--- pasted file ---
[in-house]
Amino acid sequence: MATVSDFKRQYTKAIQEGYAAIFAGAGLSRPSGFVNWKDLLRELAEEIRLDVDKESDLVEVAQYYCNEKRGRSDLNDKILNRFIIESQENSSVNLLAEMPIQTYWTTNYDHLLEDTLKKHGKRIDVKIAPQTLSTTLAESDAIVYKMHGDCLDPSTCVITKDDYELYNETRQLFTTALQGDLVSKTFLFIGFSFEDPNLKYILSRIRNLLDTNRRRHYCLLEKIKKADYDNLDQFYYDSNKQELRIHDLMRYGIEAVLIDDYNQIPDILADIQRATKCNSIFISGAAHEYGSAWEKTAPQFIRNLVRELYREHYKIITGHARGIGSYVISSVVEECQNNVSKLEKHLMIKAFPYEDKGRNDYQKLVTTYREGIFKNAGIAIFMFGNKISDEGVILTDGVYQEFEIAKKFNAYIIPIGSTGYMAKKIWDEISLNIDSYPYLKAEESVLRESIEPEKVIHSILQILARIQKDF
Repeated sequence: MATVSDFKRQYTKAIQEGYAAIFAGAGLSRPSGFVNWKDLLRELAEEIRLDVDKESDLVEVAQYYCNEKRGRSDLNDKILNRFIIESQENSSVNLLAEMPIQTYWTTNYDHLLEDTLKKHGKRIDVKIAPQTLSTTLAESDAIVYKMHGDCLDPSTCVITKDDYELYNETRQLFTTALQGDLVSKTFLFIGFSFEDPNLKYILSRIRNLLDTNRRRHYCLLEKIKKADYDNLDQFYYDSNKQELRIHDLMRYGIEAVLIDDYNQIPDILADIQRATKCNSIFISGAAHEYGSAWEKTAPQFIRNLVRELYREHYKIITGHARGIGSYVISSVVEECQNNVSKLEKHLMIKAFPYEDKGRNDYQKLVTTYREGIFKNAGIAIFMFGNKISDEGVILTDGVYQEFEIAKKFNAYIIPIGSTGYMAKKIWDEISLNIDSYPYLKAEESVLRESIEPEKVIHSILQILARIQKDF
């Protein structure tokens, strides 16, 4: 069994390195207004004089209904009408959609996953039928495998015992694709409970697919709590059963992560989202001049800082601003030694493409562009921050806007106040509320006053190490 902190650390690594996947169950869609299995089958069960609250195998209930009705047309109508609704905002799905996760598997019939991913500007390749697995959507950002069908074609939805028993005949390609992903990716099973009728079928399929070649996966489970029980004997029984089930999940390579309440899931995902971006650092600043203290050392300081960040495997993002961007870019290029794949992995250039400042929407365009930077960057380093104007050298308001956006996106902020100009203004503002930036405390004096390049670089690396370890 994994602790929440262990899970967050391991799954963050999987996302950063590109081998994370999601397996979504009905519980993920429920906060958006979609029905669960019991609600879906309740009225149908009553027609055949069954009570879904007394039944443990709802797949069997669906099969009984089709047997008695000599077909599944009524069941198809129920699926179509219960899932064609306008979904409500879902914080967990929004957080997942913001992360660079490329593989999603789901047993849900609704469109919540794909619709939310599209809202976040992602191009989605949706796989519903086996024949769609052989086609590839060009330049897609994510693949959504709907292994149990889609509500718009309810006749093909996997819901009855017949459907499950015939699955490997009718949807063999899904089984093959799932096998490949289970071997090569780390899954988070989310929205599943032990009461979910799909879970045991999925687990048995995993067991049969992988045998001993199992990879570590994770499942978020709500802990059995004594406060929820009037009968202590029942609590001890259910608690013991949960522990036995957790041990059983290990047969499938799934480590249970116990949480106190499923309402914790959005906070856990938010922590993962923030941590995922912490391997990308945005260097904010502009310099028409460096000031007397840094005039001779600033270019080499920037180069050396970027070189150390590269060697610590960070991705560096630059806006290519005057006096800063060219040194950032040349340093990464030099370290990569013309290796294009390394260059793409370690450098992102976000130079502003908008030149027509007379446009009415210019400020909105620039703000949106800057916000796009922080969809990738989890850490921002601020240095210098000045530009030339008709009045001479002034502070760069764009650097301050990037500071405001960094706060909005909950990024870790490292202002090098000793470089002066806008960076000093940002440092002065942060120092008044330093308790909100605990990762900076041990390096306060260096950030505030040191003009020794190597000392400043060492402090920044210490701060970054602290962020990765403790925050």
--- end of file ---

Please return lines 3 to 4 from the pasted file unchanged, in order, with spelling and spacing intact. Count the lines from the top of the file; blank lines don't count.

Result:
Repeated sequence: MATVSDFKRQYTKAIQEGYAAIFAGAGLSRPSGFVNWKDLLRELAEEIRLDVDKESDLVEVAQYYCNEKRGRSDLNDKILNRFIIESQENSSVNLLAEMPIQTYWTTNYDHLLEDTLKKHGKRIDVKIAPQTLSTTLAESDAIVYKMHGDCLDPSTCVITKDDYELYNETRQLFTTALQGDLVSKTFLFIGFSFEDPNLKYILSRIRNLLDTNRRRHYCLLEKIKKADYDNLDQFYYDSNKQELRIHDLMRYGIEAVLIDDYNQIPDILADIQRATKCNSIFISGAAHEYGSAWEKTAPQFIRNLVRELYREHYKIITGHARGIGSYVISSVVEECQNNVSKLEKHLMIKAFPYEDKGRNDYQKLVTTYREGIFKNAGIAIFMFGNKISDEGVILTDGVYQEFEIAKKFNAYIIPIGSTGYMAKKIWDEISLNIDSYPYLKAEESVLRESIEPEKVIHSILQILARIQKDF
């Protein structure tokens, strides 16, 4: 069994390195207004004089209904009408959609996953039928495998015992694709409970697919709590059963992560989202001049800082601003030694493409562009921050806007106040509320006053190490 902190650390690594996947169950869609299995089958069960609250195998209930009705047309109508609704905002799905996760598997019939991913500007390749697995959507950002069908074609939805028993005949390609992903990716099973009728079928399929070649996966489970029980004997029984089930999940390579309440899931995902971006650092600043203290050392300081960040495997993002961007870019290029794949992995250039400042929407365009930077960057380093104007050298308001956006996106902020100009203004503002930036405390004096390049670089690396370890 994994602790929440262990899970967050391991799954963050999987996302950063590109081998994370999601397996979504009905519980993920429920906060958006979609029905669960019991609600879906309740009225149908009553027609055949069954009570879904007394039944443990709802797949069997669906099969009984089709047997008695000599077909599944009524069941198809129920699926179509219960899932064609306008979904409500879902914080967990929004957080997942913001992360660079490329593989999603789901047993849900609704469109919540794909619709939310599209809202976040992602191009989605949706796989519903086996024949769609052989086609590839060009330049897609994510693949959504709907292994149990889609509500718009309810006749093909996997819901009855017949459907499950015939699955490997009718949807063999899904089984093959799932096998490949289970071997090569780390899954988070989310929205599943032990009461979910799909879970045991999925687990048995995993067991049969992988045998001993199992990879570590994770499942978020709500802990059995004594406060929820009037009968202590029942609590001890259910608690013991949960522990036995957790041990059983290990047969499938799934480590249970116990949480106190499923309402914790959005906070856990938010922590993962923030941590995922912490391997990308945005260097904010502009310099028409460096000031007397840094005039001779600033270019080499920037180069050396970027070189150390590269060697610590960070991705560096630059806006290519005057006096800063060219040194950032040349340093990464030099370290990569013309290796294009390394260059793409370690450098992102976000130079502003908008030149027509007379446009009415210019400020909105620039703000949106800057916000796009922080969809990738989890850490921002601020240095210098000045530009030339008709009045001479002034502070760069764009650097301050990037500071405001960094706060909005909950990024870790490292202002090098000793470089002066806008960076000093940002440092002065942060120092008044330093308790909100605990990762900076041990390096306060260096950030505030040191003009020794190597000392400043060492402090920044210490701060970054602290962020990765403790925050």